Venture Back In Time At Braden Castle Ruins

kids exploring with a magnifying glass

Even if you are a lifelong Bradenton, FL, resident, you may not know some of the aspects of the area’s history. Finding out about the city’s past can be fascinating and educational. For example, one of the most intriguing pieces of Bradenton’s beginnings is the Braden Castle Ruins. This is the site of a large property from the 1840s of two brothers who intended to maintain a sugarcane plantation. You can come and learn more about this rich story by exploring the grounds and stepping back nearly 200 years ago.

Background

In the early 1840s, areas of Florida had skirmishes between Seminole Native American tribes and the local settlers and residents. As a result of these conflicts, the government established the Armed Occupation Act of 1842. Firstly, this allowed people to acquire land at a low cost if they were willing to cultivate it and defend it from attacks by the Seminole peoples. This effort was designed to fend off the tribe and remove these Native Americans from the land.

Joseph Addison Braden and Hector Braden purchased 1,100 acres of land in present-day Bradenton. The brothers began raising sugarcane and developed the land. On it, they had slaves build a two-story manor referred to as “the Castle.”

Warding Off the Seminoles and Leaving the Castle

The Braden brothers lived on the land peacefully for several years. However, in 1856, a group of Seminole Native Americans attacked the Braden’s land. The brother successfully defended it. But soon after, Hector passed away, and the plantation struggled. Joseph found himself in debt, and he lost the home in foreclosure. He left and moved to Tallahassee.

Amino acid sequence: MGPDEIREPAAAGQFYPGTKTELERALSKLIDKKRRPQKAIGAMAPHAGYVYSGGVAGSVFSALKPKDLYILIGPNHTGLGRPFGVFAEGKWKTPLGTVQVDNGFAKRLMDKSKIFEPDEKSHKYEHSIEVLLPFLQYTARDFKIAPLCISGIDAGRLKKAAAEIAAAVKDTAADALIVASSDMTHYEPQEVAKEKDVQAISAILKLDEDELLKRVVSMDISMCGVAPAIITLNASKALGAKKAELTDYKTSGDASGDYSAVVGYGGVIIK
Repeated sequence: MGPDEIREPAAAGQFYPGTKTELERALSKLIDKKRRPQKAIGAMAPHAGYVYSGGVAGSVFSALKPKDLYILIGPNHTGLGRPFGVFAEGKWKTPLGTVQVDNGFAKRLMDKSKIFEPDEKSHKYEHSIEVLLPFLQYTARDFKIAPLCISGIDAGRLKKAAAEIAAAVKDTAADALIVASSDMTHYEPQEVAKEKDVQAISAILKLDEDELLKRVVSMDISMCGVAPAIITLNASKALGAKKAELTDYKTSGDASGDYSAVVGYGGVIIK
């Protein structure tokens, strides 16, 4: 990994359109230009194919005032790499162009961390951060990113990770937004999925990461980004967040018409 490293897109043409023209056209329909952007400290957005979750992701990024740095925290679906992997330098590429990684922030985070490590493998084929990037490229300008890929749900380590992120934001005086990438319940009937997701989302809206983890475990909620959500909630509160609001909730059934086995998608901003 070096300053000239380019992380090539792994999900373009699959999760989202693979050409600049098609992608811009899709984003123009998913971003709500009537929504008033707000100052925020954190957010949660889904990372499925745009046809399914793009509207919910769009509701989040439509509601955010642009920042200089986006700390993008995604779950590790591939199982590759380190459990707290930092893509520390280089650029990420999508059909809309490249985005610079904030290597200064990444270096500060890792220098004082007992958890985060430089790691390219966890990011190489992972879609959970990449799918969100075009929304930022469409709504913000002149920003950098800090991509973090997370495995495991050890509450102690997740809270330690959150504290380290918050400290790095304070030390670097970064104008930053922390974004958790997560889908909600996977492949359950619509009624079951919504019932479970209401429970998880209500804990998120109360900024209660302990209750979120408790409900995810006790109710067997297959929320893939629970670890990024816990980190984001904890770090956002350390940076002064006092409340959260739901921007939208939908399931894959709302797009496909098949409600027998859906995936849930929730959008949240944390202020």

Becoming an Attraction

After the Braden’s demise, the land went through a succession of owners. People came from throughout the region to get a glimpse of the castle. Consequently, other people, hearing rumors that Spanish treasure was on the land, arrived to find the purported gold. In 1903, a fire destroyed the home. About 15 years later, people came in droves to see the remains. Furthermore, many people pitched tents and built cottages around what was left of the structure, staying for weeks and months on end.

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Becoming Bradenton

In the 1930s, 1940s, and 1950s, growth continued in the area. A population of 1,000 sprung up, and people had planted gardens around the castle grounds. There also came to be a park in the area, which gained recognition as a historic district in 1985. Today, the castle ruins are located within the park and a mobile home community. The park and ruins are open for tours to the public.

There’s a lot to learn about Bradenton and its unique beginnings. You can discover this for yourself at the Braden Castle Ruins.